http://nwasianweekly.com/wp-content/uploads/2014/33_15/shelf_fresh.jpgFresh off the Boat
By Eddie Huang
Spiegel & Grau Trade Paperbacks, 2013

Eddie Huang generally doesn’t have a problem expressing his feelings. If something makes him happy, he’ll let you know. If something makes him sad, he’ll let you know. If something makes him mad, he’ll let you know. If you make him mad, he’ll definitely let you know — most likely, violently.

“Fresh off the Boat” tells Huang’s life story, beginning with his happy childhood in the DMV area (D.C., Maryland and Virginia), surrounded by family and friends. But everything changes when his family moves to Orlando and Huang finds himself navigating his way through middle school and high school as a Taiwanese kid in a predominantly white community. Filled with ups and downs — and a few detours and U-turns along the way — Huang shares how he came to be where he is today. He is the owner of his own restaurant, making it in New York.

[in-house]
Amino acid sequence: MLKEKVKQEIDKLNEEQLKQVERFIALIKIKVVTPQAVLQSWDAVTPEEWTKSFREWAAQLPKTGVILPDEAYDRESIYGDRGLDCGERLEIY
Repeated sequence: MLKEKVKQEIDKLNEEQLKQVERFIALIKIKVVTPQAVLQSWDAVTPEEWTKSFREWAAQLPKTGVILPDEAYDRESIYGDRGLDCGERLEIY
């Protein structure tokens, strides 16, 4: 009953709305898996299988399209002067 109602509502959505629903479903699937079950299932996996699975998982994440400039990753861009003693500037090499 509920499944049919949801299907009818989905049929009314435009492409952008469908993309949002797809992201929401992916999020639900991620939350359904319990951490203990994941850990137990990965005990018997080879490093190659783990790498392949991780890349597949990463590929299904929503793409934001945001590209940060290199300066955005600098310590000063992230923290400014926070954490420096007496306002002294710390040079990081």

Despite all the hi-jinks that ensue from his act-first-think-later approach to life and his comic delivery, underneath it all, he is an angry and lost young man trying to figure out where he fits in the world. He doesn’t hold back, showing what it was like to be raised by abusive parents he could never please, to be enrolled in the gifted class while not even caring about school, and to be a kid who was never white enough for his peers and not Asian enough for his family.

Amidst this pain and chaos, Huang also shares with readers his two great loves — the two things that always spoke to him — food and hip hop. From offering tips on how to make the best Taiwanese beef noodle soup to sharing rap lyrics that reflect any given moment of his life, it is clear that these were the most influential aspects of Huang’s life outside of his family. We’re reminded that no matter how confusing or painful life can get, sometimes something as simple as enjoying a good meal or listening to a good song is enough let us know things could be worse.

http://nwasianweekly.com/wp-content/uploads/2014/33_15/shelf_la.jpgL.A. Son, My Life, My City, My Food
By Roy Choi, with Tien Nguyen and Natasha Phan, Photography by Bobby Fisher
HarperCollins Publishers, 2013

Growing up in Los Angeles in a Korean immigrant family in the 1970s and 1980s, Roy Choi saw his share of ups and downs. His family ran a number of successful — then failing — businesses, including a liquor store, jewelry store, and Korean restaurant.

As a result, Choi knew what it was like to have money and to not have money.